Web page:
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Publication numberUS7628569 B2
Publication typeGrant
Application numberUS 11/995,514
PCT numberPCT/MX2005/000052
Publication dateDec 8, 2009
Filing dateJul 12, 2005
Priority dateJul 12, 2005
Fee statusPaid
Also published asCA2630957A1, US20090052989, WO2007008053A1
Publication number11995514, 995514, PCT/2005/52, PCT/MX/2005/000052, PCT/MX/2005/00052, PCT/MX/5/000052, PCT/MX/5/00052, PCT/MX2005/000052, PCT/MX2005/00052, PCT/MX2005000052, PCT/MX200500052, PCT/MX5/000052, PCT/MX5/00052, PCT/MX5000052, PCT/MX500052, US 7628569 B2, US 7628569B2, US-B2-7628569, US7628569 B2, US7628569B2
InventorsRobi Bonilla Gris
Original AssigneeBonilla Gris Robie
Export CitationBiBTeX, EndNote, RefMan
External Links: USPTO, USPTO Assignment, Espacenet
Covering element for protecting structures against scouring and drag force
US 7628569 B2
Abstract
Sheath (20, 21) with specially designed artificial rugosity (18, 19), to be put on structures and objects (10) submerged in a flow (12) and leaning on a scourable bottom, such as piers and abutments of bridges, pipelines, and others. The rugosity diminishes the intensity of the secondary flow that occurs in the border of attack of the structure and also reduces the turbulent wake; as a result, there is a decrease in the local scour that can put the mentioned structures at risk. The sheath also reduces the drag force due to the relative movement of the structure (10) in relation to the liquid medium, so it can be applied to moving objects in a liquid medium at rest. The sheath may have an efficient streamlined profile that produces an additional decrease of the scour and the drag force; it may also include a mechanism to turn the sheath automatically, if the flow has variable direction.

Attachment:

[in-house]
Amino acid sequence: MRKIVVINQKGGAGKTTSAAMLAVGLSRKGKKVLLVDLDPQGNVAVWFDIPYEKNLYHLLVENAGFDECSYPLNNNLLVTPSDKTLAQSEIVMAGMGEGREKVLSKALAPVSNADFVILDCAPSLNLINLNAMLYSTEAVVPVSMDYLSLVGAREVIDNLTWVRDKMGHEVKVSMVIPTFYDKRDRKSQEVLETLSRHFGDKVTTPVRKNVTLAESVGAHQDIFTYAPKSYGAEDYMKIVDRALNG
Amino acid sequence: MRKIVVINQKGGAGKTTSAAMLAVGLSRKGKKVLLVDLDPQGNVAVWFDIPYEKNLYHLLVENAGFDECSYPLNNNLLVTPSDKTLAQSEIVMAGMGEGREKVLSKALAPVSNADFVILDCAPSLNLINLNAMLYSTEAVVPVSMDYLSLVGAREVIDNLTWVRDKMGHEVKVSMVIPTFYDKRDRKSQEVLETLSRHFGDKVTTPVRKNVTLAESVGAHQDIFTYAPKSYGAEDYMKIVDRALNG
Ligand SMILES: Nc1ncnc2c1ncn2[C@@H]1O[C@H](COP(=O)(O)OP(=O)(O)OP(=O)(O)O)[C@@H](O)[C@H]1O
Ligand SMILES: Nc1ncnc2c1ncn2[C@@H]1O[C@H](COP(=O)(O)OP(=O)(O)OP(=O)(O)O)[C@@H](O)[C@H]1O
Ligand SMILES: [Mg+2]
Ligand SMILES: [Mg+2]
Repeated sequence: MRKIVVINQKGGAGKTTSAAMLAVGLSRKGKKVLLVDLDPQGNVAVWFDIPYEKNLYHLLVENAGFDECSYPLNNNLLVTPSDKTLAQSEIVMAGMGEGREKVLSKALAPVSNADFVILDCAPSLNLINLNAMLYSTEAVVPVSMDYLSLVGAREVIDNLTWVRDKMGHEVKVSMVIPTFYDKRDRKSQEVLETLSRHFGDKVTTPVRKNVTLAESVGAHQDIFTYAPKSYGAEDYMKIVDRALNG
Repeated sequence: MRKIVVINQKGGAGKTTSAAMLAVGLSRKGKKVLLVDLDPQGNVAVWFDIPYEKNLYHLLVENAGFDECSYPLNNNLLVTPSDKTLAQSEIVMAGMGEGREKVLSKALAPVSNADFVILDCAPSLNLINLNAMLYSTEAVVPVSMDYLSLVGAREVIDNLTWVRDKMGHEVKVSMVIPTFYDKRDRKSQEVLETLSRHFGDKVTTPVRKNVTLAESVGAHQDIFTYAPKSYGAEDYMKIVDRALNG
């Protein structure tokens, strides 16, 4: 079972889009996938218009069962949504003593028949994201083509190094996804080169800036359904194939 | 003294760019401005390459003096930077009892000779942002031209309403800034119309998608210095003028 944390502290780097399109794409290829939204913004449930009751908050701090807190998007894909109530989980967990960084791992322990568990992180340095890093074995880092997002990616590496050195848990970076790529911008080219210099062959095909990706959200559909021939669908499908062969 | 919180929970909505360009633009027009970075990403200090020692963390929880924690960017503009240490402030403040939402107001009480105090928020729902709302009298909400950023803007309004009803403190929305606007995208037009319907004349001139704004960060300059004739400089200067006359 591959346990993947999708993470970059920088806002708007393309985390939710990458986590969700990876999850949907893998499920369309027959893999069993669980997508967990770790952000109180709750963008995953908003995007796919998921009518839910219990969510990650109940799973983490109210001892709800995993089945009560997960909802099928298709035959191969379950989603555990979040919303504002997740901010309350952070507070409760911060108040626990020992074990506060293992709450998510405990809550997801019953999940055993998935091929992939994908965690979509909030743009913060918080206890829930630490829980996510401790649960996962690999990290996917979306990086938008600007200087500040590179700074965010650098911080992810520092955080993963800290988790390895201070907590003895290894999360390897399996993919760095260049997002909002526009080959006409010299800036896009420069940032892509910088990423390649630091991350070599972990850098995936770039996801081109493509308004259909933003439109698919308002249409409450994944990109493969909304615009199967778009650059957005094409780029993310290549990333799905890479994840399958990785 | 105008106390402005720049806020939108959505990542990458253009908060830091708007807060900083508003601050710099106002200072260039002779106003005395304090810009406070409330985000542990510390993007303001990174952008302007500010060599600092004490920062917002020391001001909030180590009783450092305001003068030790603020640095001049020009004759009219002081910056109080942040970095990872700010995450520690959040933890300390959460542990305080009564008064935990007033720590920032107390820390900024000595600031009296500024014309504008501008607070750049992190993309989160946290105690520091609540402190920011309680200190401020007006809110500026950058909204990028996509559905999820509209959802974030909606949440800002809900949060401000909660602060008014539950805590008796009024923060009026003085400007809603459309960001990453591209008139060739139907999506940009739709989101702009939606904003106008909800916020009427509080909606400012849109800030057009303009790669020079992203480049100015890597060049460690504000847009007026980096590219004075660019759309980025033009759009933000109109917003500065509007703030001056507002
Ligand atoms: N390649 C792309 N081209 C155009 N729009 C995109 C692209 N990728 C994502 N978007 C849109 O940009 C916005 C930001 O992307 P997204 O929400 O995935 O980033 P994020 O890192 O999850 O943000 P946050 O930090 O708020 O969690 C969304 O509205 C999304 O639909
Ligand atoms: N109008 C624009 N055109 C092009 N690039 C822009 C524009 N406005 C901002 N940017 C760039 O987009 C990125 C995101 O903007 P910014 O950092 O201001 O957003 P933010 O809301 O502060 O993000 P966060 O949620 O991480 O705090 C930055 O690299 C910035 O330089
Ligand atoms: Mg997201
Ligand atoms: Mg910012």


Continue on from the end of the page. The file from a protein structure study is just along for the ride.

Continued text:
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Claims(26)
1. An apparatus for reducing scour, the apparatus comprising:
a sheath configured to extend at least partially around a submerged object; and
a plurality of rugous elements disposed on the sheath, wherein:
the sheath comprises an attack area;
a first portion of the rugous elements are arranged to provide directional rugosity in the attack area;
a second portion of the rugous elements are arranged to provide non-directional rugosity outside of the attack area.
2. The apparatus of claim 1 wherein the first portion of the rugous elements are shaped to form curves.
3. The apparatus of claim 2 wherein the curves are elliptical curves.
4. The apparatus of claim 1 wherein the first portion of the rugous elements comprise grooves.
5. The apparatus of claim 4 wherein the first portion of the rugous elements have a width that is substantially equal to twice the depth.
6. The apparatus of claim 4 wherein the first portion of the rugous elements have a rectangular cross-section.
7. The apparatus of claim 4 wherein the first portion of the rugous elements have a semi-circular cross-section.
8. The apparatus of claim 4 wherein the first portion of the rugous elements have a depth of between approximately 0.5 centimeters and 5 centimeters.
9. The apparatus of claim 4 wherein the space between the grooves is approximately equal to the depth of the grooves.
10. The apparatus of claim 1 wherein the first portion of rugous elements comprise salients.
11. The apparatus of claim 10 wherein the first portion of the rugous elements have a width that is substantially equal to twice the height.
12. The apparatus of claim 10 wherein the first portion of the rugous elements have a rectangular cross-section.
13. The apparatus of claim 10 wherein the first portion of the rugous elements have a semi-circular cross-section.